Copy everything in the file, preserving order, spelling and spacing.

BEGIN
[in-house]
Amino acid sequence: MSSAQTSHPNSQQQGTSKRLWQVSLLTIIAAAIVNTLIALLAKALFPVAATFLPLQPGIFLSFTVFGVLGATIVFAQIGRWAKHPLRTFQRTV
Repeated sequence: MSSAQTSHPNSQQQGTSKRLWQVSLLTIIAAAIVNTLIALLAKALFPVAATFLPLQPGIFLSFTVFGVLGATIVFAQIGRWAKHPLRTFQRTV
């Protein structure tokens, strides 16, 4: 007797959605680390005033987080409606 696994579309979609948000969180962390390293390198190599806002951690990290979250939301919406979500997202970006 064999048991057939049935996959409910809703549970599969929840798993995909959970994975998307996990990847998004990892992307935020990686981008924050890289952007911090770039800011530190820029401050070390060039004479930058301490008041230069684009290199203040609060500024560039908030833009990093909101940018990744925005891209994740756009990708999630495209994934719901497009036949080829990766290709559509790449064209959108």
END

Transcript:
[in-house]
Amino acid sequence: MSSAQTSHPNSQQQGTSKRLWQVSLLTIIAAAIVNTLIALLAKALFPVAATFLPLQPGIFLSFTVFGVLGATIVFAQIGRWAKHPLRTFQRTV
Repeated sequence: MSSAQTSHPNSQQQGTSKRLWQVSLLTIIAAAIVNTLIALLAKALFPVAATFLPLQPGIFLSFTVFGVLGATIVFAQIGRWAKHPLRTFQRTV
């Protein structure tokens, strides 16, 4: 007797959605680390005033987080409606 696994579309979609948000969180962390390293390198190599806002951690990290979250939301919406979500997202970006 064999048991057939049935996959409910809703549970599969929840798993995909959970994975998307996990990847998004990892992307935020990686981008924050890289952007911090770039800011530190820029401050070390060039004479930058301490008041230069684009290199203040609060500024560039908030833009990093909101940018990744925005891209994740756009990708999630495209994934719901497009036949080829990766290709559509790449064209959108």